Office of Academic Affairs Coordinated Undergraduate Education Initiative Request by lundentown

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									                                     Office of Academic Affairs
                           Coordinated Undergraduate Education Initiative
                                    Request for Proposal (RFP)
                                              2006-2007
                                          Due May 1, 2006

The Mission of the Coordinated Undergraduate Education Initiative, now in its second year, is to
improve the quality of undergraduate education by drawing together the fundamental components of the
undergraduate experience. By connecting and integrating academic programs, academic support, and
student services, we create the conditions for students to succeed – from the first year of college to the
last. The CUE Initiative is a powerful vehicle for effecting change, improving teaching and learning, and
thereby raising retention and graduation rates.

Expectations for CUE Proposals. During the past year, we have learned a great deal about what impedes
student success at CUNY. We expect, therefore, that the new CUE Grant Proposals will be informed by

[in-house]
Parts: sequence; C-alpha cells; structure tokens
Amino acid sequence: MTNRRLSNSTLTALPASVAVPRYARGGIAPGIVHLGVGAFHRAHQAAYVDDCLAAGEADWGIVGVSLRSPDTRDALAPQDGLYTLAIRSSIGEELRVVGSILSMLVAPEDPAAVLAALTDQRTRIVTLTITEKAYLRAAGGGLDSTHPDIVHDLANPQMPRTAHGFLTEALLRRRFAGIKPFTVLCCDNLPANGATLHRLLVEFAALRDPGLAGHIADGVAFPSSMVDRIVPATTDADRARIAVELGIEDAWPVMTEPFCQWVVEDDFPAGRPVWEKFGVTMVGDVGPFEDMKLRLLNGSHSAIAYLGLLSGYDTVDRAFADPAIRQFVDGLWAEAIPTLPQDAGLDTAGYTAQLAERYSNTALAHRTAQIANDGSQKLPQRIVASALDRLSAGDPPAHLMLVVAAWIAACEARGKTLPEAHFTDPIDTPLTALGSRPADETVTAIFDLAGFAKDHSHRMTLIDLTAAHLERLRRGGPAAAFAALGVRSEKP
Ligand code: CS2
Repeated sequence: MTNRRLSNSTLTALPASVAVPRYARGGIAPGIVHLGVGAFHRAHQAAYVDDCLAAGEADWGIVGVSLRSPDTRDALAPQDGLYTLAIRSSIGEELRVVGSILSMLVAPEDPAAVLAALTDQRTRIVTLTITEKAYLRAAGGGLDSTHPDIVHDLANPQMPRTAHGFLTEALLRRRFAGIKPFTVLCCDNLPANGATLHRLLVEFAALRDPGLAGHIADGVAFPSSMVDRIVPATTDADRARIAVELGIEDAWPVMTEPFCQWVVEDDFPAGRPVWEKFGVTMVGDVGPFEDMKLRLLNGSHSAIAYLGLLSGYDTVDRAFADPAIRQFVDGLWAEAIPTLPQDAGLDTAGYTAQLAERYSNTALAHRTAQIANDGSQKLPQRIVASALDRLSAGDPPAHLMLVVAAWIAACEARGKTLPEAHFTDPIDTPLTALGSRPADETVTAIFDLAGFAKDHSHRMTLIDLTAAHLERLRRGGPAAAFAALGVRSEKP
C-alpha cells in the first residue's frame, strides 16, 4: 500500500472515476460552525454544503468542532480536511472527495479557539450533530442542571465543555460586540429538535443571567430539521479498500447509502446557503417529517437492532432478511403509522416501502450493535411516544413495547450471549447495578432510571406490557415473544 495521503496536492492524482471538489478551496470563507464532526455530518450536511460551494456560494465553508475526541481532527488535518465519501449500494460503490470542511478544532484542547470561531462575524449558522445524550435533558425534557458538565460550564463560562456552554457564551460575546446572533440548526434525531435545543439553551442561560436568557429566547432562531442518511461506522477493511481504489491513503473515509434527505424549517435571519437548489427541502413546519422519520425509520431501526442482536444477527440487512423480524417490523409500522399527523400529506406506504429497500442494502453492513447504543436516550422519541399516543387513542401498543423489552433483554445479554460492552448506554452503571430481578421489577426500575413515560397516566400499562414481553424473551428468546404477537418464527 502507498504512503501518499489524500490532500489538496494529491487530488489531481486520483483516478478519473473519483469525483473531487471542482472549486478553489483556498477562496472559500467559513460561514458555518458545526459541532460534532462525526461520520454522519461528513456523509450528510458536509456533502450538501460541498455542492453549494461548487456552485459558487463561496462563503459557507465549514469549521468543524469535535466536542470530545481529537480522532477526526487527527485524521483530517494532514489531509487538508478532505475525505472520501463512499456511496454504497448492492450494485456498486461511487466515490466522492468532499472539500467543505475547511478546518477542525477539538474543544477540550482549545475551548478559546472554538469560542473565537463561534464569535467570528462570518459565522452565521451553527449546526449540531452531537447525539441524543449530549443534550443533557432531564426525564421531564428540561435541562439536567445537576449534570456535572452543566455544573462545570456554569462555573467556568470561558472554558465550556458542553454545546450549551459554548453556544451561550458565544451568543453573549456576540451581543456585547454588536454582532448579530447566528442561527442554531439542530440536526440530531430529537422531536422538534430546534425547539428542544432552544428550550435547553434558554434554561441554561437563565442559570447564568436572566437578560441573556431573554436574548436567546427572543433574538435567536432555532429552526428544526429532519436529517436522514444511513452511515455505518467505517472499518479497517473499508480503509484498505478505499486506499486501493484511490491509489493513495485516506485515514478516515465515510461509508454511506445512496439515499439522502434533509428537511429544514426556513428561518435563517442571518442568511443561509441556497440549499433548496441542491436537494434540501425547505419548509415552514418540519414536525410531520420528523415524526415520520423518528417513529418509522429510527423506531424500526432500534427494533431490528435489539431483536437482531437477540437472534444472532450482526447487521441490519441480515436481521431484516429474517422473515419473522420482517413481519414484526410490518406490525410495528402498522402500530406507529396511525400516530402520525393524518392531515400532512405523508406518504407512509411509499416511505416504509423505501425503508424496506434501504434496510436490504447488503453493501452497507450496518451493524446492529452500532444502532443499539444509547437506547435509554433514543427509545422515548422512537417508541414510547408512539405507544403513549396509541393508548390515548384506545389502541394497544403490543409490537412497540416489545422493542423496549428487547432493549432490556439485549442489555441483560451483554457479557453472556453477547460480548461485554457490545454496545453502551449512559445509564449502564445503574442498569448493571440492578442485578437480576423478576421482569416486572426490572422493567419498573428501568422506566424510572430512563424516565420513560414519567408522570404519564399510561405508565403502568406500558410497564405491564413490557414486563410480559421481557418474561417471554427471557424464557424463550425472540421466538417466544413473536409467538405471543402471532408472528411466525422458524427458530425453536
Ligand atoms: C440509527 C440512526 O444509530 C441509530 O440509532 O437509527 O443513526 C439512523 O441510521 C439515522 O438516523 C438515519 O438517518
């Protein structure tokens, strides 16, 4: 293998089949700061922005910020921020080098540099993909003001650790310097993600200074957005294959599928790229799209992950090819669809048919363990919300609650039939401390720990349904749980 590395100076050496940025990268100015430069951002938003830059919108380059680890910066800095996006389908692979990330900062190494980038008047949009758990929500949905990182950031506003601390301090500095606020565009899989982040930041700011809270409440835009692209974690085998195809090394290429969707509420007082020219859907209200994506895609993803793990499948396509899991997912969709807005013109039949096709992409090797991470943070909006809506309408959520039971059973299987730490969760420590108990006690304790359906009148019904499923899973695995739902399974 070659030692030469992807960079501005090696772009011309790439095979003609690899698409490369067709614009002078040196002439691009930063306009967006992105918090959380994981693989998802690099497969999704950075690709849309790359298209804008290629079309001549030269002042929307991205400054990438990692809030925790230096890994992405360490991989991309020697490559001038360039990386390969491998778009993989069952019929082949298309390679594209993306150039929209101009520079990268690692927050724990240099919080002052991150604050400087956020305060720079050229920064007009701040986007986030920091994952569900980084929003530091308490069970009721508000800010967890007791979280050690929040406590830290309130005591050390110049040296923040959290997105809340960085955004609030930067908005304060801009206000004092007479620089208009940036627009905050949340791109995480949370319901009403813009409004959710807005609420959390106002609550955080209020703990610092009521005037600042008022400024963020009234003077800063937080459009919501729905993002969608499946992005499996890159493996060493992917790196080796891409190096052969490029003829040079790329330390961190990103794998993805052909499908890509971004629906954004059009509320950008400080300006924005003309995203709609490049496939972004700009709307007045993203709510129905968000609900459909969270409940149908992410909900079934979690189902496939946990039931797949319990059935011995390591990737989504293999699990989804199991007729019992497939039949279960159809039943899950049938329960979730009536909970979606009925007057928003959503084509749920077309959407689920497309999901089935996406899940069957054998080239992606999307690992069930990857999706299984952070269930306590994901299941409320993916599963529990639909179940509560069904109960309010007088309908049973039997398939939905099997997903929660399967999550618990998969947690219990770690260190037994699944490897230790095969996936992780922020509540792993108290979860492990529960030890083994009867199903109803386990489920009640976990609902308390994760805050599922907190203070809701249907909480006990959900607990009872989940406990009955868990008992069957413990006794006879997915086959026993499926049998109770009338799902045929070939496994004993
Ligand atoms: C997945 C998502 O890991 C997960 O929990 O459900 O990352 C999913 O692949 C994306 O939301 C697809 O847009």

the recommendations made by the Reading and Writing Taskforce, the Retention Taskforce, and the Math
Study, and by the challenge, ultimately, of creating a culture that makes success possible at every turn.
The reports produced by these taskforces, the Campaign for Success, and national studies such as “The
Toolbox Revisited” should generate fresh thinking about how to address the obstacles to student success.
CUE, implemented to its fullest potential, takes the “islands of success” and links them to the mainland.
Learning communities in the first year accomplish little if they are disconnected from pre-freshman
summer programs, general education, the sophomore year, or academic advising. Reading, just as
writing, needs to be developed as a fundamental academic literacy throughout the curriculum. All the
parts of the undergraduate experience need to be connected.

We invite you this year to break away from outdated notions of “USIP,” but not to abandon pre-freshman
summer programs that give students the opportunity not only to pass skills tests but also to begin their
lives as college students. We invite you to think creatively about the summer itself, for first year and
continuing students. Programs need to be tailored to fit the college and the students’ needs; one size does
not fit all. It remains necessary, however, to address CUNY policies regarding particular groups of
students: summer programs must be provided for SEEK and CD students.

 Principles for Funding. It is likely that this will be a good budget year for the University, with additional
funding support going directly to the colleges. The overall OAA/CUE budget should be held at the same